The aquatic theme honored Sea World, a five-year sponsor of the Holiday Bowl, which the Poinsettia Ball both anticipated and benefited. (Previous balls have netted funds for a variety of charities, but proceeds now go to increase payouts made to the teams participating in the game.) Schools of miniature Shamus hung from the ballroom ceiling, along with a scuba-diving mannequin and a couple of dinghys.
“This is a ‘fantasy under the sea,’ not a beach party,” event chairman Michael Casinelli said of the whimsical decor.
The ball’s trademark poinsettias bloomed on the sidelines, but center stage was taken by a larger-than-life statue of Neptune, which ruled over a stage variously occupied by the Bill Green Orchestra, ESPN television personality Roy Firestone, Holiday Bowl President L. Robert Payne and Lil’ Elmo and the Cosmos.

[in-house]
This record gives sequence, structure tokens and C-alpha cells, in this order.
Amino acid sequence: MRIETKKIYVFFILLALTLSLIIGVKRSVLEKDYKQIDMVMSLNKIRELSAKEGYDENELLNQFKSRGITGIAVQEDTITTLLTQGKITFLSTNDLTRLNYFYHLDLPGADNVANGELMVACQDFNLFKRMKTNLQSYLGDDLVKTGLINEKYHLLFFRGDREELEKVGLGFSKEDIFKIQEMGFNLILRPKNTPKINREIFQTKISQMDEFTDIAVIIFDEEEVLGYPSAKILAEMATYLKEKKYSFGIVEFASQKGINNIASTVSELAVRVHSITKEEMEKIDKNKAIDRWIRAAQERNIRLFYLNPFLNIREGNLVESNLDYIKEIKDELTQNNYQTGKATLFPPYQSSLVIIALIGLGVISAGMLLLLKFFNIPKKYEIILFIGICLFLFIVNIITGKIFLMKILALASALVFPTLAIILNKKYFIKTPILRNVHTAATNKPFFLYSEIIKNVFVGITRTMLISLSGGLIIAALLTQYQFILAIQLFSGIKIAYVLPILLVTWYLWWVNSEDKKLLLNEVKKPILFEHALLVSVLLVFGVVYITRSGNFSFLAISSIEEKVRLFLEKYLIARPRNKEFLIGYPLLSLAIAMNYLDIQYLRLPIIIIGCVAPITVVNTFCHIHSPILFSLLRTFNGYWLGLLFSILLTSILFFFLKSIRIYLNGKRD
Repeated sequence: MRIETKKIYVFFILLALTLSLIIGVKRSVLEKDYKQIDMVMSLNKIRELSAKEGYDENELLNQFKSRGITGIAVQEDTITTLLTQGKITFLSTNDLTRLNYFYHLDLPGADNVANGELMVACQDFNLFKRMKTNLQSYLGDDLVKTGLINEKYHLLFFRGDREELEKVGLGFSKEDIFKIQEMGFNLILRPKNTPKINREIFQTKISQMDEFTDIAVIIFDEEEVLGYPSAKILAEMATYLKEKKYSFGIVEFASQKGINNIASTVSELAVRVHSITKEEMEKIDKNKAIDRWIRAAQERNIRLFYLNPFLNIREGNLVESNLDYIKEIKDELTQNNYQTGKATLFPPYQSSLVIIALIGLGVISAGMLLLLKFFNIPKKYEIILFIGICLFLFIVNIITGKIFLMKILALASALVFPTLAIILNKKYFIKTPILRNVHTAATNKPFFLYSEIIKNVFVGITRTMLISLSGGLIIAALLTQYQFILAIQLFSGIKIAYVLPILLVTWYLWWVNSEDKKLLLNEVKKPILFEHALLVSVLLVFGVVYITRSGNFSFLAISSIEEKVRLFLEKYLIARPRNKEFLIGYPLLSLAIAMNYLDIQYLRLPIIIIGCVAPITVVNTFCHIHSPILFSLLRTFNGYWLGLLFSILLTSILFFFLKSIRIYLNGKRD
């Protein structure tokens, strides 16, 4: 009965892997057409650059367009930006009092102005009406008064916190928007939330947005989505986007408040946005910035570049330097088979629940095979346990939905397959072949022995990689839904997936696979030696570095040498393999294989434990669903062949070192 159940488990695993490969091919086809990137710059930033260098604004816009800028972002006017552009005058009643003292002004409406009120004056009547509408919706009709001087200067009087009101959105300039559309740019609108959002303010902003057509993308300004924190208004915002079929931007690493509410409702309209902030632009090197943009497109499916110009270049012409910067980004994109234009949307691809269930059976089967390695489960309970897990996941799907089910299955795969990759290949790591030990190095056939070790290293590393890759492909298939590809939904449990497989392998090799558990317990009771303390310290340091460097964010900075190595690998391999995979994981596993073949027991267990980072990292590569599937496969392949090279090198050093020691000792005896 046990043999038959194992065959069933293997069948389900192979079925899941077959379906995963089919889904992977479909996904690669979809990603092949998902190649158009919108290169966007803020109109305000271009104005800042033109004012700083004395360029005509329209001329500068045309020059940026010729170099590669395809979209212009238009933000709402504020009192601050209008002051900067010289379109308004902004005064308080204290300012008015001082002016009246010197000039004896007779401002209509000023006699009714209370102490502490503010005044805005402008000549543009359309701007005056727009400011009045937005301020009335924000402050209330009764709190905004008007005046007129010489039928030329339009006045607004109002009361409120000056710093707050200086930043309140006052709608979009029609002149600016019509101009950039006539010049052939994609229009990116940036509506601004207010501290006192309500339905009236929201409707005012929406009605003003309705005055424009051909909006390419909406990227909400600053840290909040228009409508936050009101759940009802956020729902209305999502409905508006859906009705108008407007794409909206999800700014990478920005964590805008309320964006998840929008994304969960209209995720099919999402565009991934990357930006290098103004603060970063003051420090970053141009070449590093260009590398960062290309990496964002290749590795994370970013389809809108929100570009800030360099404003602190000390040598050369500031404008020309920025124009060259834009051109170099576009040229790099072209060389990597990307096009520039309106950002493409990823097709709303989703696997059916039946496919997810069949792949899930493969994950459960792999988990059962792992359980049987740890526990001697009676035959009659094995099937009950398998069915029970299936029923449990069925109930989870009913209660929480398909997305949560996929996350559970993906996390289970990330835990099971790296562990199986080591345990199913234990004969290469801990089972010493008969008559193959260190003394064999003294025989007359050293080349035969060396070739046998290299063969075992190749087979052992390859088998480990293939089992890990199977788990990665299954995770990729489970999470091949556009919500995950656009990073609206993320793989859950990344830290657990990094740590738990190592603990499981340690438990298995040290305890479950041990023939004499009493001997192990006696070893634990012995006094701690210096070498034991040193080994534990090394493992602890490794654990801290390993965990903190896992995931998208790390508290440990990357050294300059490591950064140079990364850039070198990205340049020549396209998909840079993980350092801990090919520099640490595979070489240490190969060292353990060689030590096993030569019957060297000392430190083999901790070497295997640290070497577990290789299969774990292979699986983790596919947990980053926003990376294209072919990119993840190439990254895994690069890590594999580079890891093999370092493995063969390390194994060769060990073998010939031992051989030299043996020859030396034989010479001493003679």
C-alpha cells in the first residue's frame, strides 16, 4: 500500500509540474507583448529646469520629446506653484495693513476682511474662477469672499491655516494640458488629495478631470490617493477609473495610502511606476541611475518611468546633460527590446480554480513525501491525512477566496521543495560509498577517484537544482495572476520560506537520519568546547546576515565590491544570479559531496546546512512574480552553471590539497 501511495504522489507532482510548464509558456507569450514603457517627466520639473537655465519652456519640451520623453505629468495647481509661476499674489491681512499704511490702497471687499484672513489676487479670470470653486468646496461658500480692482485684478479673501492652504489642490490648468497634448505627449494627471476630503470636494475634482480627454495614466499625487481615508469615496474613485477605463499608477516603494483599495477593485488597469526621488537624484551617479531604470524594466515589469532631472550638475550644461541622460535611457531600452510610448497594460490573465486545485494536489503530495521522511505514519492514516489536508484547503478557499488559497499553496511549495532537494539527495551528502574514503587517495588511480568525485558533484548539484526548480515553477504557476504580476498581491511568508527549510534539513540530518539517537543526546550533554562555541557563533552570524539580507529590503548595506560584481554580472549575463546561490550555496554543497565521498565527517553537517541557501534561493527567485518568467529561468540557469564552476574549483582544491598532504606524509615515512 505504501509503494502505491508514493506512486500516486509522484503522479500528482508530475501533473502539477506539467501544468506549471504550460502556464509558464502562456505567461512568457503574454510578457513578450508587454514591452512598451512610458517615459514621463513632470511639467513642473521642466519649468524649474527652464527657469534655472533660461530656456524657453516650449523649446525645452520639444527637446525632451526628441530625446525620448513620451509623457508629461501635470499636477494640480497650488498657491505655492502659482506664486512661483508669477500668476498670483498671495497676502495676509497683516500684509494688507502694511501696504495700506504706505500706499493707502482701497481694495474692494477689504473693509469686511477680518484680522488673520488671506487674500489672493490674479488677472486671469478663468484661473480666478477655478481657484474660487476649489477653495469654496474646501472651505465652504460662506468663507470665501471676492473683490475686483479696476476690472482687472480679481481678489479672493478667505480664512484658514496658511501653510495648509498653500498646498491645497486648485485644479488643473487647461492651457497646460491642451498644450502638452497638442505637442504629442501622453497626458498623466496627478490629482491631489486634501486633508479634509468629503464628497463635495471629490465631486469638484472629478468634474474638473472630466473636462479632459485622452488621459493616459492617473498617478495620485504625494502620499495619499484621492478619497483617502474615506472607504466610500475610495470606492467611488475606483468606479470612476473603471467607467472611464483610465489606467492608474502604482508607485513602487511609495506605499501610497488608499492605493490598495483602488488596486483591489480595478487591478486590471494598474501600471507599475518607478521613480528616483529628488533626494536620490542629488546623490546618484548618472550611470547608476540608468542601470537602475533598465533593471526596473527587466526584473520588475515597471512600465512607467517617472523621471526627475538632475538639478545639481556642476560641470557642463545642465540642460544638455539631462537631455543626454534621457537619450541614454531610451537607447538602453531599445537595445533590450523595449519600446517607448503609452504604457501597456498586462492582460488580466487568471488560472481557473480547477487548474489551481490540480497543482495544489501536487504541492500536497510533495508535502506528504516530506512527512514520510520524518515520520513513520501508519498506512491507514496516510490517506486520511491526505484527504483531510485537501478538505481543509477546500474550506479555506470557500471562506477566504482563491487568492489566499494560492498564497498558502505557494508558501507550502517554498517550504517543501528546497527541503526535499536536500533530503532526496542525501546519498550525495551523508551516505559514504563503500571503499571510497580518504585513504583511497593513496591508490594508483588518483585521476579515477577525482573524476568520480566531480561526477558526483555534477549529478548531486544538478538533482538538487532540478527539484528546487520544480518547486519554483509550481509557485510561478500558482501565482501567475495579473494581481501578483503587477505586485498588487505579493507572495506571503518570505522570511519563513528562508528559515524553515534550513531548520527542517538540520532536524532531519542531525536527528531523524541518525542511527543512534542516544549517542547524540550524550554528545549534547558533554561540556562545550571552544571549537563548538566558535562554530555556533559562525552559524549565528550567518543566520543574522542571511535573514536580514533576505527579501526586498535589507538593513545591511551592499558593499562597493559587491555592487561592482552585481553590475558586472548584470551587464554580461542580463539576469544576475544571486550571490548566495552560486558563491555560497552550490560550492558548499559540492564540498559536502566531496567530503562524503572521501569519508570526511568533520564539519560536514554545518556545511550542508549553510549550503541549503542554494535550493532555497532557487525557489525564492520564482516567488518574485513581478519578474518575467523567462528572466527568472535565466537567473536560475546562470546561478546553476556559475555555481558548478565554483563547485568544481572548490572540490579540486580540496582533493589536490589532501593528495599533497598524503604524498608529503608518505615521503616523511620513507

In the foyer, guests--including a large number of visiting athletic directors and coaches from Western Athletic Conference schools--posed for souvenir photographs with a mermaid decked in green sequins and a lei.
Among the visitors were Texas A & M athletic director John David Crow and coach R. C. Slocum, and Brigham Young University athletic director Glen Tuckett and coach LaVell Edwards, who amiably kept their predictions for the following day’s contest to themselves.
Retired NFL Commissioner Pete Rozelle served as honorary chairman of a committee than included Marilee Bankert, Billy Satterwhite, Debbie Lash, Lisa Richards, Fred Conger, Cindy Tanguay, Jeff Stafford, Jim Brannigan, Sally Buckalew, Joe Craver, Betty Haas, Shannon Rockcastle and Preston Daniels.